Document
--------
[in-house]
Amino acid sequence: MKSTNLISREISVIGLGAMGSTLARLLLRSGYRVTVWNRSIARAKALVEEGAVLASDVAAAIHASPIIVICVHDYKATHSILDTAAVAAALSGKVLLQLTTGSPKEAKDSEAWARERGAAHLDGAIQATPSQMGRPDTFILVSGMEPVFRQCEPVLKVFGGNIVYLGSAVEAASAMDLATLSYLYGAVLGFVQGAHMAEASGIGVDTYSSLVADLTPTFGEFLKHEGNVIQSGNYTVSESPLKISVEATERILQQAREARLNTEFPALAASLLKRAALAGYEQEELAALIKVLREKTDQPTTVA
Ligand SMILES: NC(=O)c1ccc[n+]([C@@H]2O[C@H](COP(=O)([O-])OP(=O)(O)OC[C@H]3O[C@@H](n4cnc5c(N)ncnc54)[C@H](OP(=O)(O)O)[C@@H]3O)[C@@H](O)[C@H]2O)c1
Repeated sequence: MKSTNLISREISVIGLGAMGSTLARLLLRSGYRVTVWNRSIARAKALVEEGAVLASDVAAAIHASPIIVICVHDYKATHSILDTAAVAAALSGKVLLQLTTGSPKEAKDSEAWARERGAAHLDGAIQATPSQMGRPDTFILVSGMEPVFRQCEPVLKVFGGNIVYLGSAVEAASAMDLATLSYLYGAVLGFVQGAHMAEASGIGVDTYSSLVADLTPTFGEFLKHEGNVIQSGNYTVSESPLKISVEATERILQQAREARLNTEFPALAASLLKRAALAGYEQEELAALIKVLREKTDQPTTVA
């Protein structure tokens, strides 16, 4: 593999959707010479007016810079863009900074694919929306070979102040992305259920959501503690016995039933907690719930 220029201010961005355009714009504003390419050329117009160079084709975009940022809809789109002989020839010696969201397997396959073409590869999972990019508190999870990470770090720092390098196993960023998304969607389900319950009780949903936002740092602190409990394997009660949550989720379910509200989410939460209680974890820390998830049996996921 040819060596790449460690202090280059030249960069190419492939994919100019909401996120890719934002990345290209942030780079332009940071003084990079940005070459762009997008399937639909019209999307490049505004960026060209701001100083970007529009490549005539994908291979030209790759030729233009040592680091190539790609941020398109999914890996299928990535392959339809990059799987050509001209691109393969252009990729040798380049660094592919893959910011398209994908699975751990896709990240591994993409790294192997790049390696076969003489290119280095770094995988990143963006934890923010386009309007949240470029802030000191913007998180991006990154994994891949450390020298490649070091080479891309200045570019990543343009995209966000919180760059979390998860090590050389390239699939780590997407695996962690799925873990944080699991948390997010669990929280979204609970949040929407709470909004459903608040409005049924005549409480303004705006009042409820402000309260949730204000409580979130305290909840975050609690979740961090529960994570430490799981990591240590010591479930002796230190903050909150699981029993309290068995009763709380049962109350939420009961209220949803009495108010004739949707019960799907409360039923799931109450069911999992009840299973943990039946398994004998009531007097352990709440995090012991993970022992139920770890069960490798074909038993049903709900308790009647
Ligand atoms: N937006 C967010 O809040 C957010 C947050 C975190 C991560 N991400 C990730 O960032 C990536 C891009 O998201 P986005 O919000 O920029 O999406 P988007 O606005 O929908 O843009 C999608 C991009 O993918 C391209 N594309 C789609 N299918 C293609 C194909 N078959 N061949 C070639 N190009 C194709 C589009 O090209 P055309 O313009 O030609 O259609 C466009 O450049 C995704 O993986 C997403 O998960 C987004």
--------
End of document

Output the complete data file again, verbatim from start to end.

[in-house]
Amino acid sequence: MKSTNLISREISVIGLGAMGSTLARLLLRSGYRVTVWNRSIARAKALVEEGAVLASDVAAAIHASPIIVICVHDYKATHSILDTAAVAAALSGKVLLQLTTGSPKEAKDSEAWARERGAAHLDGAIQATPSQMGRPDTFILVSGMEPVFRQCEPVLKVFGGNIVYLGSAVEAASAMDLATLSYLYGAVLGFVQGAHMAEASGIGVDTYSSLVADLTPTFGEFLKHEGNVIQSGNYTVSESPLKISVEATERILQQAREARLNTEFPALAASLLKRAALAGYEQEELAALIKVLREKTDQPTTVA
Ligand SMILES: NC(=O)c1ccc[n+]([C@@H]2O[C@H](COP(=O)([O-])OP(=O)(O)OC[C@H]3O[C@@H](n4cnc5c(N)ncnc54)[C@H](OP(=O)(O)O)[C@@H]3O)[C@@H](O)[C@H]2O)c1
Repeated sequence: MKSTNLISREISVIGLGAMGSTLARLLLRSGYRVTVWNRSIARAKALVEEGAVLASDVAAAIHASPIIVICVHDYKATHSILDTAAVAAALSGKVLLQLTTGSPKEAKDSEAWARERGAAHLDGAIQATPSQMGRPDTFILVSGMEPVFRQCEPVLKVFGGNIVYLGSAVEAASAMDLATLSYLYGAVLGFVQGAHMAEASGIGVDTYSSLVADLTPTFGEFLKHEGNVIQSGNYTVSESPLKISVEATERILQQAREARLNTEFPALAASLLKRAALAGYEQEELAALIKVLREKTDQPTTVA
């Protein structure tokens, strides 16, 4: 593999959707010479007016810079863009900074694919929306070979102040992305259920959501503690016995039933907690719930 220029201010961005355009714009504003390419050329117009160079084709975009940022809809789109002989020839010696969201397997396959073409590869999972990019508190999870990470770090720092390098196993960023998304969607389900319950009780949903936002740092602190409990394997009660949550989720379910509200989410939460209680974890820390998830049996996921 040819060596790449460690202090280059030249960069190419492939994919100019909401996120890719934002990345290209942030780079332009940071003084990079940005070459762009997008399937639909019209999307490049505004960026060209701001100083970007529009490549005539994908291979030209790759030729233009040592680091190539790609941020398109999914890996299928990535392959339809990059799987050509001209691109393969252009990729040798380049660094592919893959910011398209994908699975751990896709990240591994993409790294192997790049390696076969003489290119280095770094995988990143963006934890923010386009309007949240470029802030000191913007998180991006990154994994891949450390020298490649070091080479891309200045570019990543343009995209966000919180760059979390998860090590050389390239699939780590997407695996962690799925873990944080699991948390997010669990929280979204609970949040929407709470909004459903608040409005049924005549409480303004705006009042409820402000309260949730204000409580979130305290909840975050609690979740961090529960994570430490799981990591240590010591479930002796230190903050909150699981029993309290068995009763709380049962109350939420009961209220949803009495108010004739949707019960799907409360039923799931109450069911999992009840299973943990039946398994004998009531007097352990709440995090012991993970022992139920770890069960490798074909038993049903709900308790009647
Ligand atoms: N937006 C967010 O809040 C957010 C947050 C975190 C991560 N991400 C990730 O960032 C990536 C891009 O998201 P986005 O919000 O920029 O999406 P988007 O606005 O929908 O843009 C999608 C991009 O993918 C391209 N594309 C789609 N299918 C293609 C194909 N078959 N061949 C070639 N190009 C194709 C589009 O090209 P055309 O313009 O030609 O259609 C466009 O450049 C995704 O993986 C997403 O998960 C987004």